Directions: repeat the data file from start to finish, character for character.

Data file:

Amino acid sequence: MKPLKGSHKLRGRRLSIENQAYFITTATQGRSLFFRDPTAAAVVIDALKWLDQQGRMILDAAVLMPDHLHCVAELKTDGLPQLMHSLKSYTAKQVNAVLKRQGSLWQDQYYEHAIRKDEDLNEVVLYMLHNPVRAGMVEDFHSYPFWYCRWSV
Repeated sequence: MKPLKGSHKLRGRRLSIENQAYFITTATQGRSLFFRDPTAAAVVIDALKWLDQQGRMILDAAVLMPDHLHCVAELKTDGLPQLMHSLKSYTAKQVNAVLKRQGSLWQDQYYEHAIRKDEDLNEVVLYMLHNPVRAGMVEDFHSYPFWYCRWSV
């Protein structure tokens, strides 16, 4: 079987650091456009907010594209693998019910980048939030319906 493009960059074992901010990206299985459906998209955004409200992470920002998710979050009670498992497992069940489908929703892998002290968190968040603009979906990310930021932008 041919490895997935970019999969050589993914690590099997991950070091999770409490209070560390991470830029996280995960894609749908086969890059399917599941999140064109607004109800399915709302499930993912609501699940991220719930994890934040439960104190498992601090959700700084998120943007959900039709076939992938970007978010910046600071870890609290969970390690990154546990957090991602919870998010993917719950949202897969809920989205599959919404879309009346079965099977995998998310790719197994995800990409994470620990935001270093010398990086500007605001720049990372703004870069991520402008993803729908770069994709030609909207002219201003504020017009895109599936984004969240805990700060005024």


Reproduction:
Amino acid sequence: MKPLKGSHKLRGRRLSIENQAYFITTATQGRSLFFRDPTAAAVVIDALKWLDQQGRMILDAAVLMPDHLHCVAELKTDGLPQLMHSLKSYTAKQVNAVLKRQGSLWQDQYYEHAIRKDEDLNEVVLYMLHNPVRAGMVEDFHSYPFWYCRWSV
Repeated sequence: MKPLKGSHKLRGRRLSIENQAYFITTATQGRSLFFRDPTAAAVVIDALKWLDQQGRMILDAAVLMPDHLHCVAELKTDGLPQLMHSLKSYTAKQVNAVLKRQGSLWQDQYYEHAIRKDEDLNEVVLYMLHNPVRAGMVEDFHSYPFWYCRWSV
């Protein structure tokens, strides 16, 4: 079987650091456009907010594209693998019910980048939030319906 493009960059074992901010990206299985459906998209955004409200992470920002998710979050009670498992497992069940489908929703892998002290968190968040603009979906990310930021932008 041919490895997935970019999969050589993914690590099997991950070091999770409490209070560390991470830029996280995960894609749908086969890059399917599941999140064109607004109800399915709302499930993912609501699940991220719930994890934040439960104190498992601090959700700084998120943007959900039709076939992938970007978010910046600071870890609290969970390690990154546990957090991602919870998010993917719950949202897969809920989205599959919404879309009346079965099977995998998310790719197994995800990409994470620990935001270093010398990086500007605001720049990372703004870069991520402008993803729908770069994709030609909207002219201003504020017009895109599936984004969240805990700060005024």